Add bodies washing up on the beach to the growing list of problems bedeviling Brazil as it prepares to host the 2016 summer Olympics.
Parts of a mutilated corpse was discovered Wednesday on Rio de Janeiro's famed Copacabana Beach, just yards away from where the beach volleyball competitions will be held, police confirmed to Reuters.
The severed right foot and pieces of skin were believed to be from a woman or teenager, investigators told local Rio newspaper O Dia.
They grisly finds raised fresh fears that — five weeks before the opening ceremonies are to take place — Brazil might not be ready as the country contents with economic woes, police protests, a presidential impeachment, and the Zika virus threat.
Just two days before to the unsettling discovery, police, firefighters and other first responders expressed their dismay by greeting arrivals at Rio's Galeão International Airport with signs that said, "Welcome to Hell."
Protesting first responders said they have been receiving late paychecks and facing poor working conditions, which they fear will impact public safety in Rio. Officers have also been without water, toilet paper and ink to print police reports, Folha de Sao Paulo reported, causing Rio police stations to shut down for eight hours in protest Monday. That same day, more than 300 officers also marched in Rio's streets demanding full paychecks out of a concern for the city's stability and safety.
As Rio's resources continue to dwindle, Casa da Moeda (Brazil's mint) announced in a release Thursday that the production of documents, including passports, has been halted for a week, due to a problem with one of the machines. The Brazilian mint company, which has its facilities and headquarters located in Rio, said the defective part has been requested and will come from Germany.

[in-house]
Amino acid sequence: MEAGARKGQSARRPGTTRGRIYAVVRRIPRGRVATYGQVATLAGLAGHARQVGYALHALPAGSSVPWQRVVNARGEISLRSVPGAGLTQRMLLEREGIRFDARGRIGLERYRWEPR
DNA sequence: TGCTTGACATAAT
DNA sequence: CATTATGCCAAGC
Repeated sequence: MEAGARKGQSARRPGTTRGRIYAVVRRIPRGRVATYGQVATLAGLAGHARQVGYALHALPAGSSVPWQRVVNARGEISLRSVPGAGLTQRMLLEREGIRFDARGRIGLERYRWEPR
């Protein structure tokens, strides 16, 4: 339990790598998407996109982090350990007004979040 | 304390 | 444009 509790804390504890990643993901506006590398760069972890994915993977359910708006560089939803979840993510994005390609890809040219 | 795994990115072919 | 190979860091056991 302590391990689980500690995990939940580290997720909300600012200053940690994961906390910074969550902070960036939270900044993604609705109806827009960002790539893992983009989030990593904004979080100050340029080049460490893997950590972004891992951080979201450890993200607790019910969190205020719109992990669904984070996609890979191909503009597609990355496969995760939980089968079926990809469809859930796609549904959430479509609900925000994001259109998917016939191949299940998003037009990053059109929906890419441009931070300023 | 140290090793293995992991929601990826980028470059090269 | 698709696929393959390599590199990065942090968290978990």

Rio's acting governor said Monday the state of Rio is expecting a $860 million payout from the federal government before the Olympics after it declared a financial state of emergency earlier this month. But until that allocated money reaches the state, Gov. Francisco Dornelles told newspaper O Globo that its police force may be forced to cease by the end of the week, due to a lack of gas money.
"I'm optimistic about the games, but I have to show reality," he said. "We can have a great Olympics, but if some steps aren't taken, it can be a big failure."
Two days after the first responders' protest, O Globo wrote in an editorial that the officers' resistance efforts were actions that "border terrorism." The media company Grupo Globo, which owns O Globo, also happens to be a major media sponsor of the 2016 Olympic games, and has established broadcasting rights of the Olympic games in Brazil through 2032.
Meanwhile on the federal level, Brazil's suspended President Dilma Roussef is awaiting the Senate to conclude its impeachment trial. The Senate has 180 days as of May 12 to decide whether to completely remove Roussef from her position amid accusations that she used funds from state banks to hide holes in the budget. The final decision is also expected to occur halfway through the Olympics, Agencia Brazil reported June 6.
But officials do feel confident that one concern before the Olympics can be put to rest -- the mosquito-borne virus Zika.
Health officials said on June 7 that there is a low risk visitors and athletes will contract the birth defect virus during the Olympics due to the typical cooler, drier air in August.
"It is worth knowing that the incidence of the mosquito that transmits the virus is extremely low in August and September, which is winter in Brazil and the period in which the Rio 2016 Games will take place," Dr. João Grangeiro, Rio 2016's chief medical officer, told a news conference.
The Zika unrest began after Brazil announced concern for the virus' spread in the country in November, which reignited a global health emergency by the World Health Organization after it found the virus was causing serious birth defects.